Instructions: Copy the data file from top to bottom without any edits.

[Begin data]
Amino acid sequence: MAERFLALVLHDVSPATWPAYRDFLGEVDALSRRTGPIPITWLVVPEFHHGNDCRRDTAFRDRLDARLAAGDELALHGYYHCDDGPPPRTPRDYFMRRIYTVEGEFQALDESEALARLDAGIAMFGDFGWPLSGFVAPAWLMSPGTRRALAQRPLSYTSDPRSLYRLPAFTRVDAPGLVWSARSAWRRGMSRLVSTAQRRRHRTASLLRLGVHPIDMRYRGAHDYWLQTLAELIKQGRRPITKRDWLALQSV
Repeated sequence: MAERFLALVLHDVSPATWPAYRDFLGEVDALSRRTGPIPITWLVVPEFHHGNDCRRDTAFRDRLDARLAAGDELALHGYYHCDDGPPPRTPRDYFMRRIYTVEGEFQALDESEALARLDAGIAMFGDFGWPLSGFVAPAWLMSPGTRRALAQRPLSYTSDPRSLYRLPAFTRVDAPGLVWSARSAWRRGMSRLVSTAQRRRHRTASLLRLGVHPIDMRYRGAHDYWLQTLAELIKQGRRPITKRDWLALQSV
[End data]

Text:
Amino acid sequence: MAERFLALVLHDVSPATWPAYRDFLGEVDALSRRTGPIPITWLVVPEFHHGNDCRRDTAFRDRLDARLAAGDELALHGYYHCDDGPPPRTPRDYFMRRIYTVEGEFQALDESEALARLDAGIAMFGDFGWPLSGFVAPAWLMSPGTRRALAQRPLSYTSDPRSLYRLPAFTRVDAPGLVWSARSAWRRGMSRLVSTAQRRRHRTASLLRLGVHPIDMRYRGAHDYWLQTLAELIKQGRRPITKRDWLALQSV
Repeated sequence: MAERFLALVLHDVSPATWPAYRDFLGEVDALSRRTGPIPITWLVVPEFHHGNDCRRDTAFRDRLDARLAAGDELALHGYYHCDDGPPPRTPRDYFMRRIYTVEGEFQALDESEALARLDAGIAMFGDFGWPLSGFVAPAWLMSPGTRRALAQRPLSYTSDPRSLYRLPAFTRVDAPGLVWSARSAWRRGMSRLVSTAQRRRHRTASLLRLGVHPIDMRYRGAHDYWLQTLAELIKQGRRPITKRDWLALQSV